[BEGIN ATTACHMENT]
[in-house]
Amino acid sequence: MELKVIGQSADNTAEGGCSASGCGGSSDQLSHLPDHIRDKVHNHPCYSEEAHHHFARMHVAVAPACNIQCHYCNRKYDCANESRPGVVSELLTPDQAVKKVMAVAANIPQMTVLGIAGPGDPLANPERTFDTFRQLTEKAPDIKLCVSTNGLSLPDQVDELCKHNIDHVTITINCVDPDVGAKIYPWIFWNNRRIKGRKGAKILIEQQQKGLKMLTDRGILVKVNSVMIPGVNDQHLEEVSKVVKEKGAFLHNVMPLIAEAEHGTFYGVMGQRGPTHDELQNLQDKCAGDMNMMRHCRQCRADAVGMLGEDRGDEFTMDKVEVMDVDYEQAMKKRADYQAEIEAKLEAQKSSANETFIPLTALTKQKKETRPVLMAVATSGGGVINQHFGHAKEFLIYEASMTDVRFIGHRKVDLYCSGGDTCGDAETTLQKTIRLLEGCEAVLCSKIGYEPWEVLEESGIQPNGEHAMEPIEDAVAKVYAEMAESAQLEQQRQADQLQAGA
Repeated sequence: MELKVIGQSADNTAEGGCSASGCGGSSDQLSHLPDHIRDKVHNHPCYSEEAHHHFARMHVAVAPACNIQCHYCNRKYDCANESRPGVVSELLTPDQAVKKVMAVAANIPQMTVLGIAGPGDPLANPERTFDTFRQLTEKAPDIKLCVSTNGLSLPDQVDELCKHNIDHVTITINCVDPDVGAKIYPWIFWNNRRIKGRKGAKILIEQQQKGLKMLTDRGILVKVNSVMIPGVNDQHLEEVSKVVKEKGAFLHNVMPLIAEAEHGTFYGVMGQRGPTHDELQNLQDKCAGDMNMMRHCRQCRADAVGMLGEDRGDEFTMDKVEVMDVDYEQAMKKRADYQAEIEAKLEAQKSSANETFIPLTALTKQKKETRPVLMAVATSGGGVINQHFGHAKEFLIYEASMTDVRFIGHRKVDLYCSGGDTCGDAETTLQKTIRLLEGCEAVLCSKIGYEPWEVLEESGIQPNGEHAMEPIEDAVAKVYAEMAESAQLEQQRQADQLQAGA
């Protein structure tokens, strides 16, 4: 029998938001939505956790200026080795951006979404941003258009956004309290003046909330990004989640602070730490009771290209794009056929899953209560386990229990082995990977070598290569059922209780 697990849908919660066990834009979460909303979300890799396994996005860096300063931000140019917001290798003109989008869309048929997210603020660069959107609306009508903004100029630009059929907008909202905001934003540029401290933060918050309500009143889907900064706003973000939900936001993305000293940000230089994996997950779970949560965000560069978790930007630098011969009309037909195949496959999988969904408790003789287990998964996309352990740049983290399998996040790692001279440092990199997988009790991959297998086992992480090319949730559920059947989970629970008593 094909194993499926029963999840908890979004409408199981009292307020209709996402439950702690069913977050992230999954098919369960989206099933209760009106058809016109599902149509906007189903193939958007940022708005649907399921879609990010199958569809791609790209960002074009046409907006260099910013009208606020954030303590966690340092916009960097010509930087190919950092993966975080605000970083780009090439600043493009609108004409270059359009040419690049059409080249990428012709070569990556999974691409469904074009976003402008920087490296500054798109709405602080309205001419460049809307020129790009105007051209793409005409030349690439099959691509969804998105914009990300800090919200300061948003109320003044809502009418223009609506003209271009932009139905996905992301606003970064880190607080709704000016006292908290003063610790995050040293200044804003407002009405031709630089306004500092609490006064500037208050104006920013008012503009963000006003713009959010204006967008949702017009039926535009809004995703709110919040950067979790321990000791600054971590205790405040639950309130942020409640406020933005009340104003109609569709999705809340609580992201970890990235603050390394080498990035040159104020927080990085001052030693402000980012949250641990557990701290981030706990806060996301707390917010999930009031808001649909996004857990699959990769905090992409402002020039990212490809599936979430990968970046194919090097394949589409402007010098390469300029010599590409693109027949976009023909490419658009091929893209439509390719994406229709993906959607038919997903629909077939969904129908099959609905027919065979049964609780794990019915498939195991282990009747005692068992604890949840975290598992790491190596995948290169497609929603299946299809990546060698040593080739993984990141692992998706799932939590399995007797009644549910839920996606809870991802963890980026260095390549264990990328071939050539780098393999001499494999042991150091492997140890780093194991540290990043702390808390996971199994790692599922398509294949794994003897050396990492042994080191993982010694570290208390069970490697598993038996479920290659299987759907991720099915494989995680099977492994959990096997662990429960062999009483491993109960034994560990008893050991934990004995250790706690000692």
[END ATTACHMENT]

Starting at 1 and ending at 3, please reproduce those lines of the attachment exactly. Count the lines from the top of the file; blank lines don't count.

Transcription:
[in-house]
Amino acid sequence: MELKVIGQSADNTAEGGCSASGCGGSSDQLSHLPDHIRDKVHNHPCYSEEAHHHFARMHVAVAPACNIQCHYCNRKYDCANESRPGVVSELLTPDQAVKKVMAVAANIPQMTVLGIAGPGDPLANPERTFDTFRQLTEKAPDIKLCVSTNGLSLPDQVDELCKHNIDHVTITINCVDPDVGAKIYPWIFWNNRRIKGRKGAKILIEQQQKGLKMLTDRGILVKVNSVMIPGVNDQHLEEVSKVVKEKGAFLHNVMPLIAEAEHGTFYGVMGQRGPTHDELQNLQDKCAGDMNMMRHCRQCRADAVGMLGEDRGDEFTMDKVEVMDVDYEQAMKKRADYQAEIEAKLEAQKSSANETFIPLTALTKQKKETRPVLMAVATSGGGVINQHFGHAKEFLIYEASMTDVRFIGHRKVDLYCSGGDTCGDAETTLQKTIRLLEGCEAVLCSKIGYEPWEVLEESGIQPNGEHAMEPIEDAVAKVYAEMAESAQLEQQRQADQLQAGA
Repeated sequence: MELKVIGQSADNTAEGGCSASGCGGSSDQLSHLPDHIRDKVHNHPCYSEEAHHHFARMHVAVAPACNIQCHYCNRKYDCANESRPGVVSELLTPDQAVKKVMAVAANIPQMTVLGIAGPGDPLANPERTFDTFRQLTEKAPDIKLCVSTNGLSLPDQVDELCKHNIDHVTITINCVDPDVGAKIYPWIFWNNRRIKGRKGAKILIEQQQKGLKMLTDRGILVKVNSVMIPGVNDQHLEEVSKVVKEKGAFLHNVMPLIAEAEHGTFYGVMGQRGPTHDELQNLQDKCAGDMNMMRHCRQCRADAVGMLGEDRGDEFTMDKVEVMDVDYEQAMKKRADYQAEIEAKLEAQKSSANETFIPLTALTKQKKETRPVLMAVATSGGGVINQHFGHAKEFLIYEASMTDVRFIGHRKVDLYCSGGDTCGDAETTLQKTIRLLEGCEAVLCSKIGYEPWEVLEESGIQPNGEHAMEPIEDAVAKVYAEMAESAQLEQQRQADQLQAGA